True, it still sounded creaky but the soul of the song now beamed through. He looked a bit worried. Then came the second verse and he perked up a bit, the confidence and the caffeine rising in him again. Then, the second chorus beamed out again and he knew. He put his head in his hands, let forth a string of oaths that surely shook the Almighty in his heavens, then marched out downed another quart of Maxwell House, raced in, stripped the board and, in a couple of hours, produced the great version of Too Late To Turn Back that you now hear on Home of the Brave.

We had some arguments after that, most of which he won, and rightly so - the guy is a genius of sound, after all - but from that point on, he unerringly focused on the soul of the song. He was an inspiration to watch and I learned so much from him.

Within two weeks, the album was, as they say, in the can. I'm still very proud of it. There were so many times we could have given up, tossed our hands in the air; instead, we persevered and finished it. But at a cost.

The money was all spent. As band members, we may have received a pittance - if so, a bare fraction of what we deserved. Even weeks later the bills were still pouring in. It was a costly lesson and one which created a great deal of bitterness.

And rightly so! Who was to blame? I suppose everyone - to some degree or other. But I blame myself. There was not the hint of a discrepancy in the figures or dishonesty on anyone's part. But, even with all the messing around, this album should have been done for $100,000 or $150,000, at the outside, with the balance going to the band who badly needed it.

I was the one person who had access to all the parties concerned but I let things spin out of control. To tell you the truth, I'm not sure, given the circumstances, that anything I could have done would have made any difference. But that's beside the point. Whatever innocence that was left in the band was destroyed by the making of that album. My only consolation is that I still stand behind what I said at the time - that Home of the Brave, song for song, is one of the best albums released in 1994 and it still stands up. Listen to it!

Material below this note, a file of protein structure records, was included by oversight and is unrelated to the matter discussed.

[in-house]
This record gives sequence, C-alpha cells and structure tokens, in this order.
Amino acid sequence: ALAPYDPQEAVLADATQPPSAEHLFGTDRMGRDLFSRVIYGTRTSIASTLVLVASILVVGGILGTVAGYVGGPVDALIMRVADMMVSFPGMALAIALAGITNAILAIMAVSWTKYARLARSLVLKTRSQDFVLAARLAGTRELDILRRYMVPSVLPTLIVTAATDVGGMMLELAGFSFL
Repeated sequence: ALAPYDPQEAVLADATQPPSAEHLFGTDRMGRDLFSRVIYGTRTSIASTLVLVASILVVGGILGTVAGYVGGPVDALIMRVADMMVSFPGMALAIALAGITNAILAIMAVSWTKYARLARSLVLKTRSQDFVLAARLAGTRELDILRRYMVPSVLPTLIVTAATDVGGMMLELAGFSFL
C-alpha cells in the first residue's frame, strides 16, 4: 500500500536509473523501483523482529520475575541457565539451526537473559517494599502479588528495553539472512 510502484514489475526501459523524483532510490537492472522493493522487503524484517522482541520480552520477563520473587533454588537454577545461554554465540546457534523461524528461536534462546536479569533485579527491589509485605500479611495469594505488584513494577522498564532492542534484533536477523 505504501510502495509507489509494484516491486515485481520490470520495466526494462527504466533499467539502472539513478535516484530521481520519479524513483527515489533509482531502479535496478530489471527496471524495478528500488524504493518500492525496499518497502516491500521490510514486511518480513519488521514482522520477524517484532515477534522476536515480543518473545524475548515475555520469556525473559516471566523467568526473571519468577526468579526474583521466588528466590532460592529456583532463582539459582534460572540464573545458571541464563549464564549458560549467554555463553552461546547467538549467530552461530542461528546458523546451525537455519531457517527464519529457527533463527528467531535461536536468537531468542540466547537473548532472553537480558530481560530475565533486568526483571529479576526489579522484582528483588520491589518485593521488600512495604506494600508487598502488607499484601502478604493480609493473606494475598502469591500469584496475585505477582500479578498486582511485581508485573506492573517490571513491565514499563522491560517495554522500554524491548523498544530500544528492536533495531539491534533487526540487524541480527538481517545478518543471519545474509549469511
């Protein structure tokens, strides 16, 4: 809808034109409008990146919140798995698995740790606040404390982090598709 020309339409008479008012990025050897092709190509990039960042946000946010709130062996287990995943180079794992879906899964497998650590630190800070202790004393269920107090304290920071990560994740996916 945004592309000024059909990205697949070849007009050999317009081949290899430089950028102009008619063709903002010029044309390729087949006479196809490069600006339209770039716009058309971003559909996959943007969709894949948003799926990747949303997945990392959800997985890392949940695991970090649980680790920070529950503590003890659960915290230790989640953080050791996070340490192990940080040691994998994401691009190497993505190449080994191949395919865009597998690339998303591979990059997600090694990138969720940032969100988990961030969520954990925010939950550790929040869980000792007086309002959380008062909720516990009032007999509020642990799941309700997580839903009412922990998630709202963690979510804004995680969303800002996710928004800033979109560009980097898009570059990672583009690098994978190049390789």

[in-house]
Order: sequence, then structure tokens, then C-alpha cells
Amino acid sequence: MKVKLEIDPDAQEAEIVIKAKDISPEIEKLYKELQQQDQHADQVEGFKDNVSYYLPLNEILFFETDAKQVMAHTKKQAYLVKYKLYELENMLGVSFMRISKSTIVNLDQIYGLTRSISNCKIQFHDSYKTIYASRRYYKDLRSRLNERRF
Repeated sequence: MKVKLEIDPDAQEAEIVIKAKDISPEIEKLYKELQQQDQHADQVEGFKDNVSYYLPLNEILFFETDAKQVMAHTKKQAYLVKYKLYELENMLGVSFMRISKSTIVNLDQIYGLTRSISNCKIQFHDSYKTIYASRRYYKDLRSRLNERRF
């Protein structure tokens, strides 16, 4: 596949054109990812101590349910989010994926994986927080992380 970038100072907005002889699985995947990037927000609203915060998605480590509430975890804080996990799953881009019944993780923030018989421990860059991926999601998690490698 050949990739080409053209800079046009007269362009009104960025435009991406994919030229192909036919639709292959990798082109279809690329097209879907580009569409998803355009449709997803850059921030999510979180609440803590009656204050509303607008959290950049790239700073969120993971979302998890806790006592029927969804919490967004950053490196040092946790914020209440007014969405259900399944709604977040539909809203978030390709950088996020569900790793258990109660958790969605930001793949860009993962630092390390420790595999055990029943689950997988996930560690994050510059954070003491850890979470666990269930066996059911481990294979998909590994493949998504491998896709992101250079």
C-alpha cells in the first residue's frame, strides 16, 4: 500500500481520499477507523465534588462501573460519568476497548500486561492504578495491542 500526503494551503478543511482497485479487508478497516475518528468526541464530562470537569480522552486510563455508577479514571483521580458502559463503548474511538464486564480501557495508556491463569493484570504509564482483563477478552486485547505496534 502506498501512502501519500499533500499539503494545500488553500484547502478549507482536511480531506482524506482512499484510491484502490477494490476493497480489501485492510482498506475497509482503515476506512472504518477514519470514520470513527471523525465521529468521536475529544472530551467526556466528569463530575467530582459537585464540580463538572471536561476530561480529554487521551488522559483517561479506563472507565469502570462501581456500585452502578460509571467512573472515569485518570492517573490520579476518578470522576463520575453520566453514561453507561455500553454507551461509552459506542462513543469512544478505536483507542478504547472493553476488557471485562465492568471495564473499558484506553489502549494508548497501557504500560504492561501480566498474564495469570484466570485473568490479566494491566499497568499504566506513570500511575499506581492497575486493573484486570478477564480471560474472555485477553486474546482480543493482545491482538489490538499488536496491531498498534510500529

EMI Records was thrilled with Home of the Brave. They were, of course, well used to situations like what we had endured. Every recording, to them, goes through the same process, more or less. Lots of money spent (wasted), no big deal as long as no one's been fired. "Onwards and upwards, dude! You made a masterpiece, now let's market the mother..."

Time to let the brains trust take over. Things had changed in the intervening years. Alternative radio had taken a heavier edge. Guitar bands were in. So were angst, flannel shirts, Seattle, moping and groping. What was to be the first "emphasis" track? Singles being a thing of the past for white people.

Which of these songs would break us through on radio? It seemed like every track got some consideration. But, at last, it was down to three, with Black Rose and Road To Ruin falling by the wayside - Big Fellah (my choice and John Cohen's, EMI's alternative radio guru.)